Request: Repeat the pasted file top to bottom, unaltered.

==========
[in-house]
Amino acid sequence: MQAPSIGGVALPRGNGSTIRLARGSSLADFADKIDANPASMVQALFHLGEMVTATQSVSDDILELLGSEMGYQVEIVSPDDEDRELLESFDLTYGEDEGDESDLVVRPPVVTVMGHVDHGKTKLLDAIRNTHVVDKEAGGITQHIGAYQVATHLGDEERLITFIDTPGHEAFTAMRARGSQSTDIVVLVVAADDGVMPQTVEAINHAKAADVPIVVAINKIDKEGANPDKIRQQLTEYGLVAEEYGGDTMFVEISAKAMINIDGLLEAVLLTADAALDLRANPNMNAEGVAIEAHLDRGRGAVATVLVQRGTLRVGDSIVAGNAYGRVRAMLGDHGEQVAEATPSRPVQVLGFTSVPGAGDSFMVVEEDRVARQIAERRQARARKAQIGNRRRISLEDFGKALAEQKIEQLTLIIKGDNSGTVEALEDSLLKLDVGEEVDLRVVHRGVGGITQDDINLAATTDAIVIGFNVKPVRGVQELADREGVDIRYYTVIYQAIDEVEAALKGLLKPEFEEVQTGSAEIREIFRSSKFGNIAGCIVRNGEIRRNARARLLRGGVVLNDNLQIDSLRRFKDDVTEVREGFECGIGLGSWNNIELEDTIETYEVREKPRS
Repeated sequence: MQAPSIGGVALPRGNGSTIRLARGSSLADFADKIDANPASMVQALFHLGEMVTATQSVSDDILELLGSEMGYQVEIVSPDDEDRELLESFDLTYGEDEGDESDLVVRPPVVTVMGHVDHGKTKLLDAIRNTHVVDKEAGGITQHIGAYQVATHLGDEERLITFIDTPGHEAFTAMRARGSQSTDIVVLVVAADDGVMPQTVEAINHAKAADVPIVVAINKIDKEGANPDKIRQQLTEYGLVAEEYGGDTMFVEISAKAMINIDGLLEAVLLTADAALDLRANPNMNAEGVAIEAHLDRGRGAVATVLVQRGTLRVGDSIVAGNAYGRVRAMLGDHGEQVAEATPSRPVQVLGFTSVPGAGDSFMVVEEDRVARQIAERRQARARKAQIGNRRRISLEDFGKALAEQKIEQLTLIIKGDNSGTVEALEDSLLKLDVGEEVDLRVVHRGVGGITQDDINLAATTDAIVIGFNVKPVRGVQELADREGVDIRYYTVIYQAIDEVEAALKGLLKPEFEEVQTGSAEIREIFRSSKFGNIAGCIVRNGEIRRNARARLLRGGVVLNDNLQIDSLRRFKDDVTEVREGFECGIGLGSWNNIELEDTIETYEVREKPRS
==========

[in-house]
Amino acid sequence: MQAPSIGGVALPRGNGSTIRLARGSSLADFADKIDANPASMVQALFHLGEMVTATQSVSDDILELLGSEMGYQVEIVSPDDEDRELLESFDLTYGEDEGDESDLVVRPPVVTVMGHVDHGKTKLLDAIRNTHVVDKEAGGITQHIGAYQVATHLGDEERLITFIDTPGHEAFTAMRARGSQSTDIVVLVVAADDGVMPQTVEAINHAKAADVPIVVAINKIDKEGANPDKIRQQLTEYGLVAEEYGGDTMFVEISAKAMINIDGLLEAVLLTADAALDLRANPNMNAEGVAIEAHLDRGRGAVATVLVQRGTLRVGDSIVAGNAYGRVRAMLGDHGEQVAEATPSRPVQVLGFTSVPGAGDSFMVVEEDRVARQIAERRQARARKAQIGNRRRISLEDFGKALAEQKIEQLTLIIKGDNSGTVEALEDSLLKLDVGEEVDLRVVHRGVGGITQDDINLAATTDAIVIGFNVKPVRGVQELADREGVDIRYYTVIYQAIDEVEAALKGLLKPEFEEVQTGSAEIREIFRSSKFGNIAGCIVRNGEIRRNARARLLRGGVVLNDNLQIDSLRRFKDDVTEVREGFECGIGLGSWNNIELEDTIETYEVREKPRS
Repeated sequence: MQAPSIGGVALPRGNGSTIRLARGSSLADFADKIDANPASMVQALFHLGEMVTATQSVSDDILELLGSEMGYQVEIVSPDDEDRELLESFDLTYGEDEGDESDLVVRPPVVTVMGHVDHGKTKLLDAIRNTHVVDKEAGGITQHIGAYQVATHLGDEERLITFIDTPGHEAFTAMRARGSQSTDIVVLVVAADDGVMPQTVEAINHAKAADVPIVVAINKIDKEGANPDKIRQQLTEYGLVAEEYGGDTMFVEISAKAMINIDGLLEAVLLTADAALDLRANPNMNAEGVAIEAHLDRGRGAVATVLVQRGTLRVGDSIVAGNAYGRVRAMLGDHGEQVAEATPSRPVQVLGFTSVPGAGDSFMVVEEDRVARQIAERRQARARKAQIGNRRRISLEDFGKALAEQKIEQLTLIIKGDNSGTVEALEDSLLKLDVGEEVDLRVVHRGVGGITQDDINLAATTDAIVIGFNVKPVRGVQELADREGVDIRYYTVIYQAIDEVEAALKGLLKPEFEEVQTGSAEIREIFRSSKFGNIAGCIVRNGEIRRNARARLLRGGVVLNDNLQIDSLRRFKDDVTEVREGFECGIGLGSWNNIELEDTIETYEVREKPRS